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Route 5 reopened after 3,500 gallons of propane burned off

For those who use Route 5, it's been quite a few months.

On Wednesday, the road was closed for much of the day while crews dealt with the aftermath of a rolled propane tanker.

And, just last month, the busy Southtowns commuting lane was affected by the extensive fire in the area of the former Bethlehem Steel plant.

A two-mile stretch of Route 5 in Lackawanna reopened around 5 p.m. Wednesday, according to Lackawanna Fire Chief Ralph Galanti.

Firefighters and hazmat crews had been called to the scene after a crash between a pickup and the tanker, from Irish Propane Corp., at about 6:30 a.m., near the intersection of Route 5 and Dona Street. The propane truck was removed from the scene shortly before the road was reopened.

Galanti told The Buffalo News late Wednesday afternoon that "a very small leak" of propane ran onto Route 5 after the truck and the vehicle crashed.

But, to get to a damaged check valve on the truck – which was letting propane leak onto the road – crews had to get rid of propane in the rolled-over truck until the damaged valve could be reached and replaced with a plug. Burning off of the propane went on until about 3 p.m., Galanti said.

The propane truck was then righted,  Galanti said. The propone truck was lifted onto a towing rig and taken from the site about 4:20 p.m. The other vehicle involved in the crash was also taken from the site.

Route 5 between Ridge Road and Milestrip Road was re-salted, and then Lackawanna Mayor Geoffrey M. Szymanski said the road could be reopened.

A spokeswoman for the state DEC told The Buffalo News that the situation was due to a tanker's "collision with another motor vehicle, and there has been no release of diesel or other petroleum products at this time."

"Due to damage to tanker truck valves, local fire personnel have determined that the propane in the truck must be burned off before the truck can be righted," the spokeswoman said, during the afternoon.

The incident was being monitored by officials, she said.

"So far, there been no impacts to local air quality observed," the DEC spokeswoman said.

Earlier in the day, afternoon rush-hour traffic was bumper to bumper on South Park Avenue and slow on Ridge Road.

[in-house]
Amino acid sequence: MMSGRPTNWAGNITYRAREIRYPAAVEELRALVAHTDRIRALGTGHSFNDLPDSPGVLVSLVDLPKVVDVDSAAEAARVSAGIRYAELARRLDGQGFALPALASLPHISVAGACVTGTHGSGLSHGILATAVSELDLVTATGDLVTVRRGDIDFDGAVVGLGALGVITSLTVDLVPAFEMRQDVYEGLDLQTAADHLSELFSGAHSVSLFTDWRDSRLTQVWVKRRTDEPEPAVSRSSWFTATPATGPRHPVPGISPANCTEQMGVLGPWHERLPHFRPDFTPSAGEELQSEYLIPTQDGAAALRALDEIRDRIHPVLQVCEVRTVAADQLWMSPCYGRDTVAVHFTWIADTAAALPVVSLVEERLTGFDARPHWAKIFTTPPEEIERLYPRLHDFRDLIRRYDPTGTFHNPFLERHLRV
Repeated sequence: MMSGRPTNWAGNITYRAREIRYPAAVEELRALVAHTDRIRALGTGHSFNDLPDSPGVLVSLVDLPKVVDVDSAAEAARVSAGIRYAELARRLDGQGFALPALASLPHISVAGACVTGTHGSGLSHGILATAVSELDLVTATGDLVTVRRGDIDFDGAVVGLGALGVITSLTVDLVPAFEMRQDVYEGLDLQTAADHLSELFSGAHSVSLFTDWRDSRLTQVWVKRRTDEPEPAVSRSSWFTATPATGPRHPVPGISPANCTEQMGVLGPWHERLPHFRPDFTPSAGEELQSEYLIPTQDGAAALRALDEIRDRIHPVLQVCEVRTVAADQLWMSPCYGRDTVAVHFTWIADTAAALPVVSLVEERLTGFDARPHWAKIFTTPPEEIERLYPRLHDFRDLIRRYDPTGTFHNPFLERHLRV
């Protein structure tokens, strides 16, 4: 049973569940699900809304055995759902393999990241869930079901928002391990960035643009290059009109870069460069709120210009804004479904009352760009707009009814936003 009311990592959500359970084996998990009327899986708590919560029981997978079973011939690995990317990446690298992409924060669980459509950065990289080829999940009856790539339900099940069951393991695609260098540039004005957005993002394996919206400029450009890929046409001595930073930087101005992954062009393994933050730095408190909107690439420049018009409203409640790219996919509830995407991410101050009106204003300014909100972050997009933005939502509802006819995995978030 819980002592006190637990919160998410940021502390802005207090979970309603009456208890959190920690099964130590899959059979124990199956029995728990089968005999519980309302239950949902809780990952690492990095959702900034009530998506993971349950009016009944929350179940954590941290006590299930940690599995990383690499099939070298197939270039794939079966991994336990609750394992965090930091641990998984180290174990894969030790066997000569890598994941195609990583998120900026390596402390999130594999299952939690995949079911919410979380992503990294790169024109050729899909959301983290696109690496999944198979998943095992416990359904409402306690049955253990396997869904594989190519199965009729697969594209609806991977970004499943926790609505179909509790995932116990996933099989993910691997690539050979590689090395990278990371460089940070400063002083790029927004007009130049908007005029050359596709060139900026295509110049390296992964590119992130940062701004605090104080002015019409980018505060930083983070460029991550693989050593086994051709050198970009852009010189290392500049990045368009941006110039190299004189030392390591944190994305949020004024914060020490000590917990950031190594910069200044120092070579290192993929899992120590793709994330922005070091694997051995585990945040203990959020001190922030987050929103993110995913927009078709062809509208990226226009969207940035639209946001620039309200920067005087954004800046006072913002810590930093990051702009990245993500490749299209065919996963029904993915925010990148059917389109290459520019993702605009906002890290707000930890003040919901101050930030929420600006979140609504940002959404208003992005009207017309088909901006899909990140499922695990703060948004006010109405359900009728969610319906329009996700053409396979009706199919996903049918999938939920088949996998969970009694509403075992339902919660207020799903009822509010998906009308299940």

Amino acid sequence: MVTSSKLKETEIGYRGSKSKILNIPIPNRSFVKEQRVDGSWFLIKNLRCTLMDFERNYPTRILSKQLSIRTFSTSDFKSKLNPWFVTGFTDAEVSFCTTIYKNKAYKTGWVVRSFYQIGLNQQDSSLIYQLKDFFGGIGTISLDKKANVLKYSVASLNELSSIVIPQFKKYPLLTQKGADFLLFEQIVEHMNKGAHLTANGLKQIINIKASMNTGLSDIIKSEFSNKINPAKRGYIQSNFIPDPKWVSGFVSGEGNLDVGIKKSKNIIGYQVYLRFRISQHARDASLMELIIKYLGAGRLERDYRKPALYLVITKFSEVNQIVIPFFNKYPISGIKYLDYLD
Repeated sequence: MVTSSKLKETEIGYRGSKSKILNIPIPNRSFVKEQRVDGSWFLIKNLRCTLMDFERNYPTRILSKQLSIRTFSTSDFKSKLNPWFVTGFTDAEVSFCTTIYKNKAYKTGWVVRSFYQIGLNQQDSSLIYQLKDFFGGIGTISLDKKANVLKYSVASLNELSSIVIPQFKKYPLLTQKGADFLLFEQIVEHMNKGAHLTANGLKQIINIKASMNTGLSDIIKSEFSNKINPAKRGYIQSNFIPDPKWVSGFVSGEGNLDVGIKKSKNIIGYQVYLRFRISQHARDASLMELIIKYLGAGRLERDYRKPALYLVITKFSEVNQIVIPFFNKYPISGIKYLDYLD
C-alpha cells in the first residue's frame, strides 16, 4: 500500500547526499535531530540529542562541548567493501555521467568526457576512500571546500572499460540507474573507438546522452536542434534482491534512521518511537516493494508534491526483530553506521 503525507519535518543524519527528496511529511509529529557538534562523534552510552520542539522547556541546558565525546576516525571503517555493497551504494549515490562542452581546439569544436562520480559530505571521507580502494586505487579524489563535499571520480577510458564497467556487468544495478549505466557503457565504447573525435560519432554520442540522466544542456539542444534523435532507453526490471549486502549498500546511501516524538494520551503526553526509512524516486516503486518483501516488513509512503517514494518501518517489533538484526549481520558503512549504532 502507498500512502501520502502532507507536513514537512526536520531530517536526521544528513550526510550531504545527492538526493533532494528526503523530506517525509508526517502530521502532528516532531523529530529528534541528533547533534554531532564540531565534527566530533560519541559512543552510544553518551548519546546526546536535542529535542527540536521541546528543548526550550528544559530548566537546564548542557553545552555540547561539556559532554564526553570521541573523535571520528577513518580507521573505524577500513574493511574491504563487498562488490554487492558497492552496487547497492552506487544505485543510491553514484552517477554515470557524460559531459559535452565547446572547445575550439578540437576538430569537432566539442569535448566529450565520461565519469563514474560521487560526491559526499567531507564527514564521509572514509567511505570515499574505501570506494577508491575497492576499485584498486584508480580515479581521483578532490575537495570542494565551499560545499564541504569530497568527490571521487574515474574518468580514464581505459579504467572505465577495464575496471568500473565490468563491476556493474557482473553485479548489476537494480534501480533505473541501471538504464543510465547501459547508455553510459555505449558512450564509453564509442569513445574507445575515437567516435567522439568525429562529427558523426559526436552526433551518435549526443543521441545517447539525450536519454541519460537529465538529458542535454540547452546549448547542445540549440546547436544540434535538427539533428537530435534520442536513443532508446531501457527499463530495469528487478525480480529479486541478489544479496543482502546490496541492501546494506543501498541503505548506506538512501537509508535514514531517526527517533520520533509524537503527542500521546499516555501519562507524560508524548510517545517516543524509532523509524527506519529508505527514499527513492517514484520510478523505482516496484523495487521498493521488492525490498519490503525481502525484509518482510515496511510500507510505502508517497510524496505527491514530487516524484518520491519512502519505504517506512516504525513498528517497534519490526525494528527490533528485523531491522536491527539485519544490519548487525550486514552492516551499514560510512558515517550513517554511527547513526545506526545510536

Galanti said the tanker contained 3,500 gallons of propane.

Buffalo Fire Commissioner Garnell W. Whitfield Jr. said the tanker was close to full when the crash happened.

"We were unable to stop the leak, unable to patch it ... and so the next course of action was to try to burn it off," Whitfield said.

Throughout the day, flames shooting from a 10-foot pole signaled the controlled burn.

“We have to burn as much of the 3,500 gallons in the propane tanker as possible," Szymanski said, earlier in the day. "Then we have to clear the street of accident debris, which is all over the place. Then we will be salting the street because the water we’ve added to the tank is turning to ice."

"As you can see from the flames down there, propane is highly volatile, very explosive," Whitfield said, earlier in the day. "We're very concerned about it leaking and being ignited. That's the danger here. It's very, very volatile."

In addition to Buffalo and Lackawanna firefighters and the DEC, officials from several agencies, including the State Police and state and county fire officials responded.

Two people in the tanker and the driver of the pickup were taken for treatment to area hospitals. The driver and a passenger in the propane truck were taken to a hospital where they were treated and released, said Laurie Irish-Jones, CEO of Irish Propane Corp. Both are fine, she said.

Irish-Jones said company officials were talking to public safety officials about how the crash happened and did not have anything yet to say about it publicly Wednesday.

She said bystanders rushed to the crash immediately after it happened.

"People are very helpful," she said. "People ran over right away. We've got quite the city."

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